The Mummy’s Ghost


While you could accuse the majority of the sequel outings of the Universal Monsters gang of being noticably deficient in the originality gene, the continuing adventures of Dracula, Frankenstein’s Monster, The Wolf Man et al still managed to still be just different enough to hold interest, but dragging up the rear was the trailing leg of The Mummy. Never the most flexible of Universal’s horror output, the last couple of movies that featured the bandaged-wrapped rampager was starting to increasingly suffer from identikit syndrome but still managed to pull just enough out of the sarcophagus to keep things ticking over. With the latest offering, however, the lack of any new story finally caught up with the moldy form of Kharis in 1944’s The Mummy’s Ghost – the first of two Mummy movies Universal released in the same year – proved to be the beginning of the end for the slow moving sand shuffler.


Andohep, the High Priest of Arkam and instigator of the last two bouts of Mummy madness, is somehow still alive despite being all fucked up and old and is still in the  business of sending acolytes to the States in order to tie up lose ends. This time he’s enlisted Yousef Bay to travel to the last known sighting of the undead Kharis who we last saw burning to a crisp in a house fire in Mapleton, Massachusetts – but not only does Bay have return Kharis and the body of the Princess Ananka back to Egypt where they belong. After being briefed on the proper usage of the tana leaves to control the Mummy, Bey heads off on his creepy busman’s holiday and proceeds to go about his business in a way that’s as humanly sinister as possible (these Priests of Arkam have an image to maintain, I guess).
Meanwhile student Tom Hervey – who looks all of forty seven, at least – is boning up on Egyptian history while trying to bone up with his girlfriend Anima who has Egytian history while his professor tries to unlock the mystery of the Mummy’s last rampage. However, the professor is about to get an uncomfortably close answer to his questions as Kharis rises again to start another rash of stranglings and the behest at a power mad Bey, however the people of Mapleton have been though this shit before and start taking appropriate measures.
Things take an odd – well, odder – turn when the body of the Princess Anaka disintegrates, which means her soul has reincarnated into another form, e.g Anima, whom Kharis naturally makes a beeline for. But Bey has made an all time classic Priest of Arkam mistake in that he’s a sucker for a pretty face and opts to do what every member of his order has tried to do before him and that’s trued to make a beautiful kidnap victim immortal as to be their Queen (Bay wants a bae, if you will). Will the townsfolk and Tom manage to halt this plot, or will Kharis himself, undoubtedly fed up of generations of cock blocking, finally take measures into his own moldy hands?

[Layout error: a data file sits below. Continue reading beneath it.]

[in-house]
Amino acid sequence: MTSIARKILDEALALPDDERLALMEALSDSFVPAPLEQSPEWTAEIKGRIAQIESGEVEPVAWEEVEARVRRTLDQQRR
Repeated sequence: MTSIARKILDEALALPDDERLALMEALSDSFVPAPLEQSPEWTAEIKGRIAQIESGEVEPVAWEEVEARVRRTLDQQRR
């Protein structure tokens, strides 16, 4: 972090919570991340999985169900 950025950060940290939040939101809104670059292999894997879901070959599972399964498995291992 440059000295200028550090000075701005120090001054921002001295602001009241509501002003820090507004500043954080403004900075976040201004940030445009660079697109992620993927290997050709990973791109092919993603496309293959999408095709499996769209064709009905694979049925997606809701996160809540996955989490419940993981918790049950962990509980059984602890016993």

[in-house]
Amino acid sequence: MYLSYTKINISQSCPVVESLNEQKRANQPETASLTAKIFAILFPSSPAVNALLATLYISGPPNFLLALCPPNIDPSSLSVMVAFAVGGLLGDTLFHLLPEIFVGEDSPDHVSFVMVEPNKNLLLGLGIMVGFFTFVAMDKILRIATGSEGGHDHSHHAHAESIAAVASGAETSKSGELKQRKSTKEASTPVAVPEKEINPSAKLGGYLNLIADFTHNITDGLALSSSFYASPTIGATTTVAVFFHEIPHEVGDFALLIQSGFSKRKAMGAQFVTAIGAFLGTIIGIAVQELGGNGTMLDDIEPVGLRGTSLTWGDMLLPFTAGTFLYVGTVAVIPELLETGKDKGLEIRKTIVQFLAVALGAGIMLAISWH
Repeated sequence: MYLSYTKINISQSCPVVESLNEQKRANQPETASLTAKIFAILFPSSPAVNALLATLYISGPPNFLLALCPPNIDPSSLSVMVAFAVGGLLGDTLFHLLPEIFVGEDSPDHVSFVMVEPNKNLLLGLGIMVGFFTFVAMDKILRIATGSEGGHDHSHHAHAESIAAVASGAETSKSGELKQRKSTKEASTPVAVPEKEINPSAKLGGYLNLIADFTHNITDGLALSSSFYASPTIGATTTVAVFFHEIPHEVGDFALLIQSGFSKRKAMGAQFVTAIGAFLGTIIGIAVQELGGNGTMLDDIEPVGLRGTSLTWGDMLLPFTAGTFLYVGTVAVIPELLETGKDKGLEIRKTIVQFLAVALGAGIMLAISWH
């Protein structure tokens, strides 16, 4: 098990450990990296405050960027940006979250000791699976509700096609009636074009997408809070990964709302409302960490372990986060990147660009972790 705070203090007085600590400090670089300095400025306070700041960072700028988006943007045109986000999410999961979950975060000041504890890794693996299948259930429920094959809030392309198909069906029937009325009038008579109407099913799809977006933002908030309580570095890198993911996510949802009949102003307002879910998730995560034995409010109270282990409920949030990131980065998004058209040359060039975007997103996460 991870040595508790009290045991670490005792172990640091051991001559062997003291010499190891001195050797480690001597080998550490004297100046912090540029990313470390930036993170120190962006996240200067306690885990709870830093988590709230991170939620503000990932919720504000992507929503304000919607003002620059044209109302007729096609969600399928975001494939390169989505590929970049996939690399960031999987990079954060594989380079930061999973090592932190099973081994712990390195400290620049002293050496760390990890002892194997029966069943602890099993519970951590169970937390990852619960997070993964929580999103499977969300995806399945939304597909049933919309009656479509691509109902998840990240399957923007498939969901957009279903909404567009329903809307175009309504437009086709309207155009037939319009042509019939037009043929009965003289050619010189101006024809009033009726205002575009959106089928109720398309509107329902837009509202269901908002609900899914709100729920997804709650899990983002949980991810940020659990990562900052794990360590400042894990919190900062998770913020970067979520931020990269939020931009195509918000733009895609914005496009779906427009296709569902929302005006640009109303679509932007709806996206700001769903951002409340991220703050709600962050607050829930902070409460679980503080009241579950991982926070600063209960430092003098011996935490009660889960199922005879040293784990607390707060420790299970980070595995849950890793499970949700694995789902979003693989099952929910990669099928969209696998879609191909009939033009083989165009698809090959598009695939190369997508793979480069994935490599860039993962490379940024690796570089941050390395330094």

To be honest, it’s getting progressively tougher to review these Mummy sequels mainly thanks to the fact that original ideas are terminally short on the ground at this point. The beginning of the film is virtually identical to the previous movie, The Mummy’s Tomb, with George Zucco reprising his role again as Andoheb as he sends yet another subordinate to America who then proceeds to literally make the exact same mistakes every other villain has in the series and the fact that Bey is played by a heavily tanned John Carradine in a fez doesn’t help matters much.
The heroes are stunningly bland too – even compared to the endless production line of caucasian males – but the lead in this film literally is only involved because the girl his dating has a far more important role than he does and so he’s firmly locked into ineffectual rescuer role.
As the movie faithfully drags its dead leg to the beat of the drum of the painfully established story beats, a couple of things mercifully manage to go against the grain with the first being a slightly more rounded role for a returning Lon Chaney Jr who still seems weirdly underutilised in a role that previously seemed to have little to no nuance. Surely Kharis’ greatest weakness is that he suffers from incredibly poor management and so when the third straight Priest in a row neglects his duties for a woman he’s just met, he’s obviously gotten as sick of this shit as we have and finally goes off the reservation in a brutal push back for Mummy’s rights everywhere…
The other thing is the fate of Anima which leads to one of the more surprisingly down beat endings the series has ever had. After it’s been established the female lead is the reincarnation of Kharis’ lost love and Bey tries his highly inadvisable shot at love, Kharis carries an unconscious Anima off past one of the most useless mobs I’ve ever seen. Now exposed to her Egyptian heritage, Anima starts to age at the rate of Jon Voight during the 80’s and eventually her dessiccated husk is carried into the swamps where Kharis and Anaka sink to their incredibly depressing reunion while a distraught Tom impotently looks on and the townsfolk wonder what the hell all the fuss was about.


But apart from these small wrinkles in the bandages of the relentlessly established order, The Mummy’s Ghost is agressively business as usual and not even the typically high production values can stop the Mummy mold from rapidly setting in….


One comment

  1. Interesting production note. The above picture where the mummy is choking the security guard? See the broken glass in the door? That’s supposed to be harmless sugar glass. Except, it’s not, that’s real glass! The actor playing the guard clearly is cut when he gets pushed through the glass. Watch the scene closely, you will see him grab his head right after it goes through. You can also see blood on Chaney. Right there ladies and gentlemen, is the most interesting part in this movie.


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